Stay away from Bobby: Trump’s lawyers advice against meeting FBI chief Mueller

PTI
Published Feb 6, 2018, 2:29 pm IST
Updated Feb 6, 2018, 2:29 pm IST
A refusal could lead Mueller to issue a subpoena for the president to testify before a grand jury.
Trump himself has repeatedly stated that he would like to speak with Mueller about the ongoing investigation, which is examining his campaign's possible collusion with Russia over election interference, and possible obstruction of justice. (Photo: File)
 Trump himself has repeatedly stated that he would like to speak with Mueller about the ongoing investigation, which is examining his campaign's possible collusion with Russia over election interference, and possible obstruction of justice. (Photo: File)

Washington: US president Donald Trump's lawyers have urged him to refuse to sit down with special counsel Robert Mueller as part of the probe into his campaign's ties with Russia, The New York Times reported.

However, Trump himself has repeatedly stated that he would like to speak with Mueller about the ongoing investigation, which is examining his campaign's possible collusion with Russia over election interference, and possible obstruction of justice.

 

"I'm looking forward to it, actually," Trump told reporters at the White House in January, though adding, "Subject to my lawyers and all of that."

The president said he would even testify under oath. While Mueller's questioning would not be under oath, it is a crime to lie to federal investigators. The New York Times cited four people briefed on the matter as saying the president's lawyers are concerned that he could be charged with lying to investigators, as he has previously made false statements and contradicted himself.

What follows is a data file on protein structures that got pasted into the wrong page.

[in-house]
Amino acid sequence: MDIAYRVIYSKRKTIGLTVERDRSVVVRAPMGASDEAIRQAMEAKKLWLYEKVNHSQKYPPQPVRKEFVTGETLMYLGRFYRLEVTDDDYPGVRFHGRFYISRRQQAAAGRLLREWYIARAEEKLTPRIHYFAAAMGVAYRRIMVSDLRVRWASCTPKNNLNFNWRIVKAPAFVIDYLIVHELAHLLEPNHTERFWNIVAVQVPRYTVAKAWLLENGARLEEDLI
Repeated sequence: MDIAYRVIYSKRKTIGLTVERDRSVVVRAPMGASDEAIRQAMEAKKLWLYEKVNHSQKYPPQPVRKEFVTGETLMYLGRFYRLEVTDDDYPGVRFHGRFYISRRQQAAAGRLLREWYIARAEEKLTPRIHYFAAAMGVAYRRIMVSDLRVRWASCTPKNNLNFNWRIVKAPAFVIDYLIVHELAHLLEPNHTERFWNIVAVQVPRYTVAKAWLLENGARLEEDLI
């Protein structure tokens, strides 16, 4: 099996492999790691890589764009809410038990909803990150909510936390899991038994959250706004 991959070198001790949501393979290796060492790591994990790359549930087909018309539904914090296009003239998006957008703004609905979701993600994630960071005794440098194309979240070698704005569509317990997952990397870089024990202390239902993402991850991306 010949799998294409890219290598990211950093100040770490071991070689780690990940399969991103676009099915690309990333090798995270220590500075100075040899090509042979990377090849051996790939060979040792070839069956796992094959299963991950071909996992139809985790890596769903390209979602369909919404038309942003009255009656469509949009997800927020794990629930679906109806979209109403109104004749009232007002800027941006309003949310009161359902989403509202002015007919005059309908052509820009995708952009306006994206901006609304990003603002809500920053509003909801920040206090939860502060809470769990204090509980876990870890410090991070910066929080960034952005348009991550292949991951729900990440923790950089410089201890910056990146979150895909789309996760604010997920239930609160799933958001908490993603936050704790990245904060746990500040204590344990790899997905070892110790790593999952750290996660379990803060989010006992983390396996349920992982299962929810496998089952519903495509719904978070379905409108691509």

The sources said lawyer John Dowd, his deputy Jay Sekulow, longtime personal lawyer Marc Kasowitz and many West Wing advisers want to resist the interview request, claiming Mueller lacks the legal standing on some of the issues he is investigating.

However, a refusal could lead Mueller to issue a subpoena for the president to testify before a grand jury, with a court fight that would be decided by the US Supreme Court.

It could also trigger accusations that Trump is hiding information from the public, a painful distraction for Republicans seeking office in November's mid-term elections.

The New York Times said Dowd has been discussing the issue of a potential interview with Mueller's office since December, adding that White House lawyer Ty Cobb is one of the few Trump aides arguing for cooperating.





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